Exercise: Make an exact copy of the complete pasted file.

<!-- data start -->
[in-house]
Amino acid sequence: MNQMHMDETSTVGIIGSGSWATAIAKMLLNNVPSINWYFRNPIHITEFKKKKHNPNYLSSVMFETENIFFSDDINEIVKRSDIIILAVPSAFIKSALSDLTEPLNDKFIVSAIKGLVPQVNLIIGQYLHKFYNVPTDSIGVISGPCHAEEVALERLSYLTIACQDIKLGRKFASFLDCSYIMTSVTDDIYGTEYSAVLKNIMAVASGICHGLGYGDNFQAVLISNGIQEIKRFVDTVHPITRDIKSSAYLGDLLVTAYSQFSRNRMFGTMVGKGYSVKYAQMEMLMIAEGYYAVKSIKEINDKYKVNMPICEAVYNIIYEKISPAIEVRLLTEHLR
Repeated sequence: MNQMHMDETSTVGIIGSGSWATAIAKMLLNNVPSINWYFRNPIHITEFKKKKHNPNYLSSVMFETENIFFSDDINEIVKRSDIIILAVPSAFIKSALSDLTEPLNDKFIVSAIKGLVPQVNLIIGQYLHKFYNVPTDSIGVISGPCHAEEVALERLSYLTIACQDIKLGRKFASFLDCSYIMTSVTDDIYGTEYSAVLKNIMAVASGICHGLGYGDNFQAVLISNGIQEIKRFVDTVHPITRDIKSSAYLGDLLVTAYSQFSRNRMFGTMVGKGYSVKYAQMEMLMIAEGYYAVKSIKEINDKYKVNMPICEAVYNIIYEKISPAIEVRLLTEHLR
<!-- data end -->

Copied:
[in-house]
Amino acid sequence: MNQMHMDETSTVGIIGSGSWATAIAKMLLNNVPSINWYFRNPIHITEFKKKKHNPNYLSSVMFETENIFFSDDINEIVKRSDIIILAVPSAFIKSALSDLTEPLNDKFIVSAIKGLVPQVNLIIGQYLHKFYNVPTDSIGVISGPCHAEEVALERLSYLTIACQDIKLGRKFASFLDCSYIMTSVTDDIYGTEYSAVLKNIMAVASGICHGLGYGDNFQAVLISNGIQEIKRFVDTVHPITRDIKSSAYLGDLLVTAYSQFSRNRMFGTMVGKGYSVKYAQMEMLMIAEGYYAVKSIKEINDKYKVNMPICEAVYNIIYEKISPAIEVRLLTEHLR
Repeated sequence: MNQMHMDETSTVGIIGSGSWATAIAKMLLNNVPSINWYFRNPIHITEFKKKKHNPNYLSSVMFETENIFFSDDINEIVKRSDIIILAVPSAFIKSALSDLTEPLNDKFIVSAIKGLVPQVNLIIGQYLHKFYNVPTDSIGVISGPCHAEEVALERLSYLTIACQDIKLGRKFASFLDCSYIMTSVTDDIYGTEYSAVLKNIMAVASGICHGLGYGDNFQAVLISNGIQEIKRFVDTVHPITRDIKSSAYLGDLLVTAYSQFSRNRMFGTMVGKGYSVKYAQMEMLMIAEGYYAVKSIKEINDKYKVNMPICEAVYNIIYEKISPAIEVRLLTEHLR